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Call in pro and hope for quick A/C fix

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By Brad Bergholdt

Published: Friday, Sept. 13, 2013, 9:07 p.m.

Question: I've been a longtime reader of your column and finally have a question to ask. My wife has a 2002 GMC Envoy XL. How she manages to drive it around with the vents shut off is a mystery I won't ask you to explain.

When I ride in the vehicle, I have her turn on the air conditioning. Usually it is set to “auto.” The vents on the passenger's side work fine, but those on the driver's side blow hot air. We've been getting by with closing off the vents. This works well as long as I am not driving, but I do want to figure out what could be the problem and fix it.

— Rajeev Jog

Answer: Rajeev, your situation sounds similar to that of the Chevrolet Sonic we recently looked at, but differs quite a bit in how it needs to be fixed. Your Envoy's dual control automatic A/C system has two temperature control doors within the air distribution module rather than just one. Instead of cables operating the temperature mixing doors, remote control electric servos are used. These are similar, but larger than the kind used in radio-controlled model airplanes. Each servo contains a reversible electric motor and a position sensor. Five connecting wires — two for the motor, three for the sensor — allow the control panel to deliver position commands and verify the objective was met.

It sounds like either the left side air temperature door is stuck in the hot position, is being commanded there due to a system fault, or the A/C system is low on refrigerant.

A professional grade scan tool is needed, with significant understanding of its capabilities and system operation, to check for body control module diagnostic trouble codes, or DTCs; door position; and door response to commands. A nonmoving temperature door could be the result of door binding, a faulty actuator (servo), actuator linkage, wiring fault or failed control panel. In the event of a system fault, the control panel will command full hot, presumably to ensure safe functioning of the defroster, which is more important than operator comfort. Service techs report that your symptom often, and oddly enough, can be fixed by restoring the A/C system refrigerant level to specification.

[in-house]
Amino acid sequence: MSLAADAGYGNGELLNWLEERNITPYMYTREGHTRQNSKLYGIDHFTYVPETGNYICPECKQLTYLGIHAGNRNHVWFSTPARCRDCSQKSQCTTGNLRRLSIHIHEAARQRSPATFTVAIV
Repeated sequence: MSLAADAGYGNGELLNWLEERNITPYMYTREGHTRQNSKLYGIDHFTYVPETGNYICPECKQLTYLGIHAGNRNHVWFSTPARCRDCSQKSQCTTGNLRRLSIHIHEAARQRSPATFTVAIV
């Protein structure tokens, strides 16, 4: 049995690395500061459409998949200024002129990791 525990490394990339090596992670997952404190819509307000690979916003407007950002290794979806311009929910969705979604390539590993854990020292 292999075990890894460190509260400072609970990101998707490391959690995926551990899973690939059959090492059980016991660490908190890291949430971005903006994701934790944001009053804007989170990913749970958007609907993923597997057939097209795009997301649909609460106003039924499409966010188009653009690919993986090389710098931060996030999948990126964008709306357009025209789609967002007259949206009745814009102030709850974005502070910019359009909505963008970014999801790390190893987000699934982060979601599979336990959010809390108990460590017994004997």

The bottom line is this job requires the services of a savvy and well-equipped technician. I'd start with a scan tool check for vehicle DTCs, followed by a check of A/C performance and charge level. If needed, a closer look at scan tool parameter IDs, or PIDs, will indicate servo position, temperature sensor readings and other diagnostic info. An actuator recalibration procedure may also be worth a try.

Now the ooky part. Should the air temperature actuator or door require close-up physical testing or replacement, considerable disassembly (and reassembly) of the instrument panel is necessary, to the tune of five or more hours, plus the cost of needed parts. Let's hope the low-on-charge A/C theory pans out and a leak diagnosis, repair and recharge gets things right again.

Brad Bergholdt is an automotive technology instructor at Evergreen Valley College in San Jose, Calif. Readers may send him email at under-the-hood@earthlink.net.

 

 
 


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